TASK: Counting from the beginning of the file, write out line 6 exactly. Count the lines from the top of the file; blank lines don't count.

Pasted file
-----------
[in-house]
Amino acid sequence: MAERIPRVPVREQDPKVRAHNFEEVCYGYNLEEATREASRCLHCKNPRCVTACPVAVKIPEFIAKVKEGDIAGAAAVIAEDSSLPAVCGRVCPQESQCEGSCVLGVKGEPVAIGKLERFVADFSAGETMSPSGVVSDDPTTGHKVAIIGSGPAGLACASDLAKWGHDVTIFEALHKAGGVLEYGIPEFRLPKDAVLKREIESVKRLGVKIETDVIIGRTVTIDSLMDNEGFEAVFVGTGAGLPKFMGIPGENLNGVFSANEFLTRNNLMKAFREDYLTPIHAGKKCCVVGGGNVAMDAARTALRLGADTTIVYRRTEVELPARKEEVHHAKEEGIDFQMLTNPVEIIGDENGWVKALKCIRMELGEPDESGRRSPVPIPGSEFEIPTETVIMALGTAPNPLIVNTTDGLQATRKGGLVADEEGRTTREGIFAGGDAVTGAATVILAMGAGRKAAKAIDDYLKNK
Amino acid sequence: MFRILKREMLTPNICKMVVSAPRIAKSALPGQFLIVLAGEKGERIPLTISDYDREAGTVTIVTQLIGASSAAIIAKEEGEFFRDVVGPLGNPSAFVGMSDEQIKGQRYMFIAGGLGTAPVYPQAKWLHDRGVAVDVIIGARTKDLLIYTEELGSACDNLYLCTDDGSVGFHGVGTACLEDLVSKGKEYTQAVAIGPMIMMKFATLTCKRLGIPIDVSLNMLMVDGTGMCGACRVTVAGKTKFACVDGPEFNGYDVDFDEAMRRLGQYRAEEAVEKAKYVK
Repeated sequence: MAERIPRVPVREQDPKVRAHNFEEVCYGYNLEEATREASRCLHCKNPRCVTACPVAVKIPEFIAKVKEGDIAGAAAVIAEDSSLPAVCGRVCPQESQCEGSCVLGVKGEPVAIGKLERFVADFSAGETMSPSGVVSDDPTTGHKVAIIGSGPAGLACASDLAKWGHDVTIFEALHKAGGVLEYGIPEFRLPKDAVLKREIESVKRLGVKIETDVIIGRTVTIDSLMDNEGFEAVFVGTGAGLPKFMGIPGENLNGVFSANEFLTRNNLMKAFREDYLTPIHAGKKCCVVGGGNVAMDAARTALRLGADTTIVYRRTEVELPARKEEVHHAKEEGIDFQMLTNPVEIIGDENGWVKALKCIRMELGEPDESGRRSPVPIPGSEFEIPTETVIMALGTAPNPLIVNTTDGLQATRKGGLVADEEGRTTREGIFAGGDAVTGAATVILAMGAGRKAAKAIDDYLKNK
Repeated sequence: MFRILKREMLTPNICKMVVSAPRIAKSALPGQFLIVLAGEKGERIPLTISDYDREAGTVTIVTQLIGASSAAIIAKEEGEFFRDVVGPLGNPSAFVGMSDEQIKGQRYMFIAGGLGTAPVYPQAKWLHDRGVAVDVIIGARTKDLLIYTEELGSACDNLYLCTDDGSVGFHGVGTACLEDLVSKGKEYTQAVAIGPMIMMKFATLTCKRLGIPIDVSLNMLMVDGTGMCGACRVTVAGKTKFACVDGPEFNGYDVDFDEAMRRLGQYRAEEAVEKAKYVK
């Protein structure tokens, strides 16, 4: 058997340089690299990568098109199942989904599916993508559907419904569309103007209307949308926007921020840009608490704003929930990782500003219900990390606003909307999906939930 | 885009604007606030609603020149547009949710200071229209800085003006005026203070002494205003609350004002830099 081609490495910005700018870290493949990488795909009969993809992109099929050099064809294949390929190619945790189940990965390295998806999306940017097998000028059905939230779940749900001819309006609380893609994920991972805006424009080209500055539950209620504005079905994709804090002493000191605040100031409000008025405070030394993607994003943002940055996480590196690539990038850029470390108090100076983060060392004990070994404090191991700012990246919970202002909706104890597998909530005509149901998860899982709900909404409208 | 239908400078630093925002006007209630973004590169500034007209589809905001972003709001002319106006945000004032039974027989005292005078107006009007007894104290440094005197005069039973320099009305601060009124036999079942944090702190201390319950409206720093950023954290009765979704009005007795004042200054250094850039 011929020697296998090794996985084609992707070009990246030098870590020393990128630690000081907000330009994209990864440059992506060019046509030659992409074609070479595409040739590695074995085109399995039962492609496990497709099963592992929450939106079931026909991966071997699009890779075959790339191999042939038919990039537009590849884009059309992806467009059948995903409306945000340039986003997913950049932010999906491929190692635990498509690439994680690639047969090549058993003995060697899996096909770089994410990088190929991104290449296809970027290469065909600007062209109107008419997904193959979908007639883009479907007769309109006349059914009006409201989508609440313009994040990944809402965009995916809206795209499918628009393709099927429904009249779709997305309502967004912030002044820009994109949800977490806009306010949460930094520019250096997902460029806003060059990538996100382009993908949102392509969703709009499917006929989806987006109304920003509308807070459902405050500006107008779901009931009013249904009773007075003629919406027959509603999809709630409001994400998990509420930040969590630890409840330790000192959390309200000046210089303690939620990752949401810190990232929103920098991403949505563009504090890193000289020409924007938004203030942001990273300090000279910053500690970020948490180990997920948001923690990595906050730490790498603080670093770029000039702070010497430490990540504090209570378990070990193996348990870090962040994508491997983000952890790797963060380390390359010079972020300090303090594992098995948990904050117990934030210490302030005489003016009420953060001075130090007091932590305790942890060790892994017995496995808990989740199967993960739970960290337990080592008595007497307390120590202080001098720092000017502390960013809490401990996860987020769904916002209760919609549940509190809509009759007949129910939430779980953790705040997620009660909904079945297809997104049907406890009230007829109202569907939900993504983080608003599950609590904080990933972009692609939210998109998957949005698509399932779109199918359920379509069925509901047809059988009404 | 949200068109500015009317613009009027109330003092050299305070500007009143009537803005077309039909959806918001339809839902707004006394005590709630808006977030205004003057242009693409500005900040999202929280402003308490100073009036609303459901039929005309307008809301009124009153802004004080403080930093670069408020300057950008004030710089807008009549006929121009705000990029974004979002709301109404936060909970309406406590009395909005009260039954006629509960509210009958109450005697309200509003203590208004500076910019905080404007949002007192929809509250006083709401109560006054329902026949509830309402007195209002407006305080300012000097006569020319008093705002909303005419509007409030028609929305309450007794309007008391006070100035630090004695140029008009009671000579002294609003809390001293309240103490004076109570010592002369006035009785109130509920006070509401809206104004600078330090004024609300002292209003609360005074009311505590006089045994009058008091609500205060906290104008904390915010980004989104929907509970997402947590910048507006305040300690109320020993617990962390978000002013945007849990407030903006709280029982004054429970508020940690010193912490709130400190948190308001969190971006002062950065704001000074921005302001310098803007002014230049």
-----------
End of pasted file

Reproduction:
């Protein structure tokens, strides 16, 4: 058997340089690299990568098109199942989904599916993508559907419904569309103007209307949308926007921020840009608490704003929930990782500003219900990390606003909307999906939930 | 885009604007606030609603020149547009949710200071229209800085003006005026203070002494205003609350004002830099 081609490495910005700018870290493949990488795909009969993809992109099929050099064809294949390929190619945790189940990965390295998806999306940017097998000028059905939230779940749900001819309006609380893609994920991972805006424009080209500055539950209620504005079905994709804090002493000191605040100031409000008025405070030394993607994003943002940055996480590196690539990038850029470390108090100076983060060392004990070994404090191991700012990246919970202002909706104890597998909530005509149901998860899982709900909404409208 | 239908400078630093925002006007209630973004590169500034007209589809905001972003709001002319106006945000004032039974027989005292005078107006009007007894104290440094005197005069039973320099009305601060009124036999079942944090702190201390319950409206720093950023954290009765979704009005007795004042200054250094850039 011929020697296998090794996985084609992707070009990246030098870590020393990128630690000081907000330009994209990864440059992506060019046509030659992409074609070479595409040739590695074995085109399995039962492609496990497709099963592992929450939106079931026909991966071997699009890779075959790339191999042939038919990039537009590849884009059309992806467009059948995903409306945000340039986003997913950049932010999906491929190692635990498509690439994680690639047969090549058993003995060697899996096909770089994410990088190929991104290449296809970027290469065909600007062209109107008419997904193959979908007639883009479907007769309109006349059914009006409201989508609440313009994040990944809402965009995916809206795209499918628009393709099927429904009249779709997305309502967004912030002044820009994109949800977490806009306010949460930094520019250096997902460029806003060059990538996100382009993908949102392509969703709009499917006929989806987006109304920003509308807070459902405050500006107008779901009931009013249904009773007075003629919406027959509603999809709630409001994400998990509420930040969590630890409840330790000192959390309200000046210089303690939620990752949401810190990232929103920098991403949505563009504090890193000289020409924007938004203030942001990273300090000279910053500690970020948490180990997920948001923690990595906050730490790498603080670093770029000039702070010497430490990540504090209570378990070990193996348990870090962040994508491997983000952890790797963060380390390359010079972020300090303090594992098995948990904050117990934030210490302030005489003016009420953060001075130090007091932590305790942890060790892994017995496995808990989740199967993960739970960290337990080592008595007497307390120590202080001098720092000017502390960013809490401990996860987020769904916002209760919609549940509190809509009759007949129910939430779980953790705040997620009660909904079945297809997104049907406890009230007829109202569907939900993504983080608003599950609590904080990933972009692609939210998109998957949005698509399932779109199918359920379509069925509901047809059988009404 | 949200068109500015009317613009009027109330003092050299305070500007009143009537803005077309039909959806918001339809839902707004006394005590709630808006977030205004003057242009693409500005900040999202929280402003308490100073009036609303459901039929005309307008809301009124009153802004004080403080930093670069408020300057950008004030710089807008009549006929121009705000990029974004979002709301109404936060909970309406406590009395909005009260039954006629509960509210009958109450005697309200509003203590208004500076910019905080404007949002007192929809509250006083709401109560006054329902026949509830309402007195209002407006305080300012000097006569020319008093705002909303005419509007409030028609929305309450007794309007008391006070100035630090004695140029008009009671000579002294609003809390001293309240103490004076109570010592002369006035009785109130509920006070509401809206104004600078330090004024609300002292209003609360005074009311505590006089045994009058008091609500205060906290104008904390915010980004989104929907509970997402947590910048507006305040300690109320020993617990962390978000002013945007849990407030903006709280029982004054429970508020940690010193912490709130400190948190308001969190971006002062950065704001000074921005302001310098803007002014230049």